Erik regarded her with his head tilted to one side. “You were supposed to be ordinary and relatable. I don’t know what happened.”

“Ordinary?” Calliope frowned.

“Violet, did you say Calliope’s baby is like Erik?” Maggie broke in.

“Damn it…” said Mordecai.

Erik rocked back in the chair again. “Yeah. Before.”

“Calliope’s baby is a boy?” Maggie said.

Erik examined Violet’s empty cereal bowl. “Yep!”

Maggie folded her arms and smiled smugly. “Well, there you go.”

“You’re not half as smart as you think you are,” Violet said. Erik was still smiling. Violet sighed. “Am I all done, you guys? If you want more talking, I want more cereal.” She snickered. “I always want more cereal.”

“That’s enough talking and enough cereal, Violet,” Mordecai said. “Thank you.”

“Oh, it’s never enough,” Violet said. “But maybe right now.” Erik picked up a hand and waved at them. “Bye-bye.” He tipped back his head and closed his eye.

When he sat forward again he was already crying.

Mordecai slid into the nearest chair, pulled him nearer and held him. “Oh, no, dear one. It’s all right. You did really well. Did you get scared? It’s okay…”

“I…” Erik said, and Mordecai quit with the ‘it’s okay’ so Erik had space to talk. “…don’t… want… you… die!” He sobbed and shuddered. He’d been okay and he’d even managed to get some of his soldiers together before Violet started talking about that.

“I’m sorry, dear one. I didn’t even think how that might bother you. That’s just how she teases people. I wasn’t scared or mad, I was just annoyed with her.”

Erik was hot and damp and breathing as if he’d just run a mile. He shook his head against his uncle’s shirt, afraid to come out. “If… she… said… I… couldn’t… make… stop…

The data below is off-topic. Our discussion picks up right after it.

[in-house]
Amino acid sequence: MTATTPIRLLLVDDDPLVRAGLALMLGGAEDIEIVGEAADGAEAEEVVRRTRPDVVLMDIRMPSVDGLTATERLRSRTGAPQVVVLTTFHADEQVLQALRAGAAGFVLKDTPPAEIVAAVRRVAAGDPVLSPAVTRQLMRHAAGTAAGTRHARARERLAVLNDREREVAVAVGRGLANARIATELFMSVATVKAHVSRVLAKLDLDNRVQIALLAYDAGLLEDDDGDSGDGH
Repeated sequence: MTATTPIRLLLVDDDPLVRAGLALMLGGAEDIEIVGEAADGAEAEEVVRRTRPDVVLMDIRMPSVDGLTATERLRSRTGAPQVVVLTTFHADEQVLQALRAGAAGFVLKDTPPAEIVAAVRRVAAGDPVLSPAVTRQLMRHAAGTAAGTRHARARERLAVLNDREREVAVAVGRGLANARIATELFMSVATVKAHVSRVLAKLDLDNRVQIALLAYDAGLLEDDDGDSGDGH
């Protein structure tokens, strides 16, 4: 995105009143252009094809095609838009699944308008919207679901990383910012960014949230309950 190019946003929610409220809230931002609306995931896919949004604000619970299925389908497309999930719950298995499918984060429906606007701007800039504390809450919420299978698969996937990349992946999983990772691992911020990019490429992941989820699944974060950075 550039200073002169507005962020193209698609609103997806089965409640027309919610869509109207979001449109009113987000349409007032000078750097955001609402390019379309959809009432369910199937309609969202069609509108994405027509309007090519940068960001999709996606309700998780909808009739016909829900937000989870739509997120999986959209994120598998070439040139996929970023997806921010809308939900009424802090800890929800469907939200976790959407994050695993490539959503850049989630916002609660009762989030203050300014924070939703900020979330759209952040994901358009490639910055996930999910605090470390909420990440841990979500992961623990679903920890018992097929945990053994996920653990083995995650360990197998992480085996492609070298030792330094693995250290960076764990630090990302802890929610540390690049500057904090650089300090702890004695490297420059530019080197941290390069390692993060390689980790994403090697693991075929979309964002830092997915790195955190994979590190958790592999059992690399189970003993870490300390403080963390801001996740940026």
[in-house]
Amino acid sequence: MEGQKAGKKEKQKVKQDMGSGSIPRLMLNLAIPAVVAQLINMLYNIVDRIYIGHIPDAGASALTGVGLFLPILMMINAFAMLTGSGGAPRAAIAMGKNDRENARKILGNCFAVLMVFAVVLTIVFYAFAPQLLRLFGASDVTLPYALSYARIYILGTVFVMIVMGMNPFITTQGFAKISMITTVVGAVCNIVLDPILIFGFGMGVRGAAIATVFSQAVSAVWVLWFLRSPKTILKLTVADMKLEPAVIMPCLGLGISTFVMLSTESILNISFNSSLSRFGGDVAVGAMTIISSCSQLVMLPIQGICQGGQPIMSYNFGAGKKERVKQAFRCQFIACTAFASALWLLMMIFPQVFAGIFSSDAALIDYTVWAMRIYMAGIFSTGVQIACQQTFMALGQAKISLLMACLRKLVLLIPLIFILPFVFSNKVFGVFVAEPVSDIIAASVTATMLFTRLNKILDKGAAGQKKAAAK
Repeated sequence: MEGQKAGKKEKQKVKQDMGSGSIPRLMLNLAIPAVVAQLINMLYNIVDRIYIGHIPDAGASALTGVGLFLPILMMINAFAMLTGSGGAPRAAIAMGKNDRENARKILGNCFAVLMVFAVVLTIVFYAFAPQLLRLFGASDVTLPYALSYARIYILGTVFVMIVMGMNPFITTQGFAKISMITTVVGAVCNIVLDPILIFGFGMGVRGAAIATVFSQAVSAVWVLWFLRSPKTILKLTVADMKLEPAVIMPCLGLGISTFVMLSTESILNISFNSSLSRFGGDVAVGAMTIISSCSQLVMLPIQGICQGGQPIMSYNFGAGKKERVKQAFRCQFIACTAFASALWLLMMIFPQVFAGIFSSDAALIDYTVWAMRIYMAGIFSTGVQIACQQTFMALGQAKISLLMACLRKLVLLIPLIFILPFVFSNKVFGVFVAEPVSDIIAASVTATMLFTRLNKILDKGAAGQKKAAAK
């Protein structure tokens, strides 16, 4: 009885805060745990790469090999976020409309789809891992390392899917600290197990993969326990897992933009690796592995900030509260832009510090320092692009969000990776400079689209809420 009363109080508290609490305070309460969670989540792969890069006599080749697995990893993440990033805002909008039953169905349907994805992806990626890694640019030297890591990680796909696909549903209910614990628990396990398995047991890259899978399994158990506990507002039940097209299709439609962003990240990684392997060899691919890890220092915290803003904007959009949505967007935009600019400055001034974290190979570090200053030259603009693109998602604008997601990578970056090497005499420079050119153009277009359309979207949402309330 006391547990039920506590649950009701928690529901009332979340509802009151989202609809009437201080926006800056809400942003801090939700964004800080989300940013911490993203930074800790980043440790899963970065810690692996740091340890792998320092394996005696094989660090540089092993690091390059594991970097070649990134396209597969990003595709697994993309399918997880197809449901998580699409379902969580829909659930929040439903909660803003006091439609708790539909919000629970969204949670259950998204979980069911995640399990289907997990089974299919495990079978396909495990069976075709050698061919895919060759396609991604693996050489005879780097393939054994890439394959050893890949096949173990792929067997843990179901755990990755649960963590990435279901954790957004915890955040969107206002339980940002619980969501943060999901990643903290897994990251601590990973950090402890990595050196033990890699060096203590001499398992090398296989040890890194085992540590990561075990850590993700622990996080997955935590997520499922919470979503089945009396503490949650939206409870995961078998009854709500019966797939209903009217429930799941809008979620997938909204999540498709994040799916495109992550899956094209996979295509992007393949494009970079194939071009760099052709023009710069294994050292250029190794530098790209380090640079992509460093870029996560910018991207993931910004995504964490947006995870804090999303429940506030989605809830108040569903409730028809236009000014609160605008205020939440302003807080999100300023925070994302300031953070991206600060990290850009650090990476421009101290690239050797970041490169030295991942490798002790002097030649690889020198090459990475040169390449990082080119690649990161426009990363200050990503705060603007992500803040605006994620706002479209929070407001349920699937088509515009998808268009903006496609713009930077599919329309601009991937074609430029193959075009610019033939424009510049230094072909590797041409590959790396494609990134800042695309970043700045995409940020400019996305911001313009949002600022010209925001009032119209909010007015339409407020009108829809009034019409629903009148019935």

And that was when Mordecai realized Erik had spend most of that meandering conversation glued to the window, unable to object, and waiting for Violet to tell everyone if his uncle was going to shoot himself in the head. He held tighter. “No. No, no, no. I’m so sorry. I should have stopped and sent her away right away. She never gives anyone a straight answer about that kind of thing, she just likes to tease, but you didn’t know that. I’m sorry.” He verbalized, because Erik couldn’t, it was like when he’d been toddler-aged and needed help with words for feelings, “It must have been awful. It must have been so scary. I’m so sorry…”

Calliope abandoned her sketchpad and stood. The standing was not easily accomplished and both Ann and the General approached to be of assistance. Hyacinth couldn’t get through the tangled chairs. Calliope brushed a hand at all of them, pressed the other one over her eyes and walked out. She stumbled over the kitchen step — that brought Ann and the General at a run, but they got jammed up in the doorway and glared at each other. Hyacinth cut through the dining room and got there first, “Hey, careful. Careful…”

Calliope turned away and clutched both hands on the balusters of the sweeping staircase, like a prison vixen in an exploitation film. “No, go fix Erik. Go fix Erik.” She sobbed and shook her head. “I broke Erik.”

“Oh, no, dear,” Ann said. She had made it past the General and was urgently holding out a handful of tissues from the top of her dress. “No, he’s only a little upset, that’s all. It isn’t your fault.”

“I made him,” Calliope said. She took the tissues, if only so Ann would stop waving them in her face. They smelled like perfume. She hid her eyes in them. “It’s not even important! Why do I need to know if it’s a boy or a girl?”